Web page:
A quick look at any artist's rendering of the 787 in flight, the eye is immediately drawn to the wings which look, by many accounts, ready to flap like a bird. One common question that has frequently been posed is whether or not when this aircraft takes to the sky, will wing flex do for 787 what the hump did for 747?
Only time will tell on that question, yet, I wanted take a closer at the wing flex issue.
The first issue I wanted to tackle was to ask the question, "Just how much are those wings really flexing in those pictures?"
I found my answer with a little help from Photoshop and the Boeing 787 Airport Planning Document. I overlaid the neutral position of the wings on top of the stylized rendering seen above. The results were surprising, the wing flex we see in the renderings of the Dreamliner comes out to roughly 10 feet.
There is no universal amount of flex to be expected in the wing, though a deflection of 10 feet doesn't appear beyond the realm of possibilities. However, this is really dependent on a number of factors, including (but not limited to) the g loads on the wing, as well as the weight and attitude of the aircraft.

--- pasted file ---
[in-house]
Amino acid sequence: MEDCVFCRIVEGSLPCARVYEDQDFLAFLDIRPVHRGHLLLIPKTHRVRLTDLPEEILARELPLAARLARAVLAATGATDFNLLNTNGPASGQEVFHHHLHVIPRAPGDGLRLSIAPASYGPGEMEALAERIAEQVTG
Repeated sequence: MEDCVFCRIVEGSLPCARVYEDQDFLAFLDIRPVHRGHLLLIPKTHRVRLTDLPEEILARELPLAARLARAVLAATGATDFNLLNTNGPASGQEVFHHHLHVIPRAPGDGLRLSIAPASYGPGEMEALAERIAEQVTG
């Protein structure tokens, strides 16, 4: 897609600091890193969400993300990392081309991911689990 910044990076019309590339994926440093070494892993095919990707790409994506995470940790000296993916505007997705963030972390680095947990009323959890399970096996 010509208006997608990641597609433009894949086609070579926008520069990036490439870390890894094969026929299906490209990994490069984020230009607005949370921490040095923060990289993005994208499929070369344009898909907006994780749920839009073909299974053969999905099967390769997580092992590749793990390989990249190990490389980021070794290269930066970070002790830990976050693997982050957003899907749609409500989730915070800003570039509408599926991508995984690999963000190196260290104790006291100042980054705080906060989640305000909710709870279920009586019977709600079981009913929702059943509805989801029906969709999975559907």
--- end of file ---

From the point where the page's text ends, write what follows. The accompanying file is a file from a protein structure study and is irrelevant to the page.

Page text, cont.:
Taking the idea one step farther, last week 787 Vice President of Engineering and Technology Randy Harley told a group of reporters that the wings would deflect a full 26 feet when 150% of the maximum loads were applied to the 787 wings. As a required by the FAA, all commercial aircraft must be able to withstand at least three seconds of 150% expected maximum loads on all major structures. For a historical comparison in January 1995, the 777's wings deflected 24 feet at 154% max load before they snapped in spectacular fashion.
Boeing hasn't said publicly how much they expect the 787 wings to flex before they break. A final decision is expected early next year as to whether or not to break the full-scale wings on ZY997, the static airframe, which is parked at 40-23 for testing.
Yet, a full-scale breakage of ZY997 could be very revealing. If the wing withstands loads well above 150%, then it's an important indicator that the wing could be too strong and not require as much internal structure allowing for both future growth and valuable weight savings.
Former 787 Program Manager Mike Bair speculated in jest that during a wing break test the wingtips could possibly touch above the fuselage. Whatever the result of the test is, wingtip contact or not, the world is anxiously awaiting the abandonment of artist renderings in favor of the sight of flexing wings lifting the 787 Dreamliner into the sky for the first time.
Original image courtesy of Boeing, edits by FlightBlogger